When we moved to Pine Drive, I never expected to find a
conspiracy among the kids there.
I was an only child and a loner, thanks to my parents always
moving. My dad’s job had him hopping from state to state. It was a pretty tough
going if you wanted to make friends. But he promised that we’d stay at least
six months here, so I had a chance to make at least one friend.
And whadya know, on my block, there were a ton of kids to make friends with.
I didn’t even really have to try. Two days after moving in,
the Langley twins Diana and David were pounding on my door, asking who owned
that bike parked in the front yard and if they wanted to play. I was shy but
the twins were ecstatic to meet me.
Apparently their group had an odd number before I moved in
and they needed equal teams to play their games with.
There was Alicia, who was six, she was the baby but she was
very sweet. The oldest was Fletcher who was thirteen but his social skills were
a bit behind so he didn’t mind hanging out with a bunch of nine and ten year
olds. I think there was about ten of us all in all.
But I learned soon enough that there was a secret each of
Have you ever played a video game where you have to sleep to recover? They only let you do it if everything is safe. Otherwise they won’t let you sleep. You’ll get a message, saying “You cannot sleep now, there are monsters nearby.”
Now, remember the last time you just couldn’t get to sleep?
The Dyatlov Pass Incident occurred in the Ural mountains of Russia nearly 60 years ago. 9 experienced hikers were found frozen in the snow with unusual injuries and even more unusual circumstances surrounding their deaths.
A hiking group from the Ural PolyTechnical institute, lead by Igor Dyatlov, were hiking to Ortem, a category three hiking trip(the most difficult) The trip was no worry to the hikers(originally 8 men and 2 women) as they were all experienced hikers and skiers.
Before they set out on what would be the last leg of their journey one of the men, Yuri Yudin, did not feel well and had to leave early. This illness would save his life.
The group of 9 set up camp on the base of the mountain called Kholat Syakhl, also known as “Dead Mountain) in Mansi. It is unknown why they camped on the slope and not down near the forest where they would have more shelter from the elements. By the next morning all the hikers would be dead. Some of the bodies wuld not be found for 3 months.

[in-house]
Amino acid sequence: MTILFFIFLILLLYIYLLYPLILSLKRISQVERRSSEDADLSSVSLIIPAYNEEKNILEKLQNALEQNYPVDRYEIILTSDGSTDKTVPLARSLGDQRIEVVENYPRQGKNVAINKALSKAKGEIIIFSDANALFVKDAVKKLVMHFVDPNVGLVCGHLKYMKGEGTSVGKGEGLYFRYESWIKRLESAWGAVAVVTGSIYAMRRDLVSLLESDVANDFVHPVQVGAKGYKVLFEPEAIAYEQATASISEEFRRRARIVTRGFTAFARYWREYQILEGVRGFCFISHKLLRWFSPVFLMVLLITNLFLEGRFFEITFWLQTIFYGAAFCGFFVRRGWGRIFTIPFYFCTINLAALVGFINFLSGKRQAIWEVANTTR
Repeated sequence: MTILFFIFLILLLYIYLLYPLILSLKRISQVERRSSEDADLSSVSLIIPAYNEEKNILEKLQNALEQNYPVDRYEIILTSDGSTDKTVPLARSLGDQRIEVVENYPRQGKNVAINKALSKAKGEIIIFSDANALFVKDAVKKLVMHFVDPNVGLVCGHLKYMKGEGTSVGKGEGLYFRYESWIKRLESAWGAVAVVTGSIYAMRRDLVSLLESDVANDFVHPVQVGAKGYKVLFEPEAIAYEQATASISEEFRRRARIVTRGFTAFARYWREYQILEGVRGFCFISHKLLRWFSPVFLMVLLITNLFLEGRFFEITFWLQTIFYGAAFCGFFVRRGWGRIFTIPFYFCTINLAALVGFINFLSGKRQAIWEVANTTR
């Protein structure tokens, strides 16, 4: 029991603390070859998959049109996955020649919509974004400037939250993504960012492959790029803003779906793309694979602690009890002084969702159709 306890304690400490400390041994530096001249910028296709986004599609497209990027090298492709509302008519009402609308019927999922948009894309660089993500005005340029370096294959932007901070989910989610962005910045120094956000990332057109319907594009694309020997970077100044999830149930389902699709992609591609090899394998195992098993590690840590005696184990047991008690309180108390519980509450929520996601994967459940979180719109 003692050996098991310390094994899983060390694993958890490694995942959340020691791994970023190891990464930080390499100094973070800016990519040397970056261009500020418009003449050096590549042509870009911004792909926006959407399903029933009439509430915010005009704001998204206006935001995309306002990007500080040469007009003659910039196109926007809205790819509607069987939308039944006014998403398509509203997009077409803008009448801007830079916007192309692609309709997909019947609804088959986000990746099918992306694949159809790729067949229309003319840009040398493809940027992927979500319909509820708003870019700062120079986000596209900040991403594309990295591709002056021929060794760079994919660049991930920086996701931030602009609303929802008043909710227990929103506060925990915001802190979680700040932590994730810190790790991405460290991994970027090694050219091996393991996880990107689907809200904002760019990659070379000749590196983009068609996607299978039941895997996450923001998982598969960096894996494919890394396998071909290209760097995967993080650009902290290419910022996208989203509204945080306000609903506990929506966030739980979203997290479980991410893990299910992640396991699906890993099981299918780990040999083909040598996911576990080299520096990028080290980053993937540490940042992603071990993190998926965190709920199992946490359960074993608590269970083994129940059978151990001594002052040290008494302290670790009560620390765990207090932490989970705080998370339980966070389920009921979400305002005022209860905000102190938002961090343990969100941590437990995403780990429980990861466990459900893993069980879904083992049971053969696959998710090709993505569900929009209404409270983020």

Here is where their deaths become a mystery. It was determined they froze to death(6) or died of fatal injuries(3) however their bodoes were scattered up to 3000 meters from their tent, which had been cut open from the inside.
Yuri Krivonischenko and Yuri Doreschenko were found 2000 meters down the hill huddled together with a dead fire. Branches on the tree they were under were broken up to 5 meters high suggesting one of them climbed up the tree. They were both shoe less and only in their underwear. Between the cedar tree and the camp the bodies of Igor Dyatlov, Zinaida Kolomogorova, and Rustem Slobodin were found in positions suggesting they tried to return to the camp. All of these bodies were found February 26, 1959.
It wasn’t until May 6 that year that the last four hikers would be found dead under 4 meters of snow in a ravine 2075 meters away from the tent. Lyudmilla Dubinina had been found face down in the ravine missing her tongue, lips, and eyes. She had also sustained a major chest fracture along with Zolotaryov, though neither had bruising on their bodies or soft tissue to suggest anything causing the fracture.
Thibeaux-Brignolles had also sustained a major skull fracture.
The injuries Thibeaux-Brignolles, Zolotaryov, and Dubinina sustained that lead to their deaths were made with a force as strong as a car crash said Dr. Boris Vozrozhdenny when asked.
Those who had died first had relinquished their clothing to the other as
Zolotaryov was wearing Dubinina’s faux fur coat.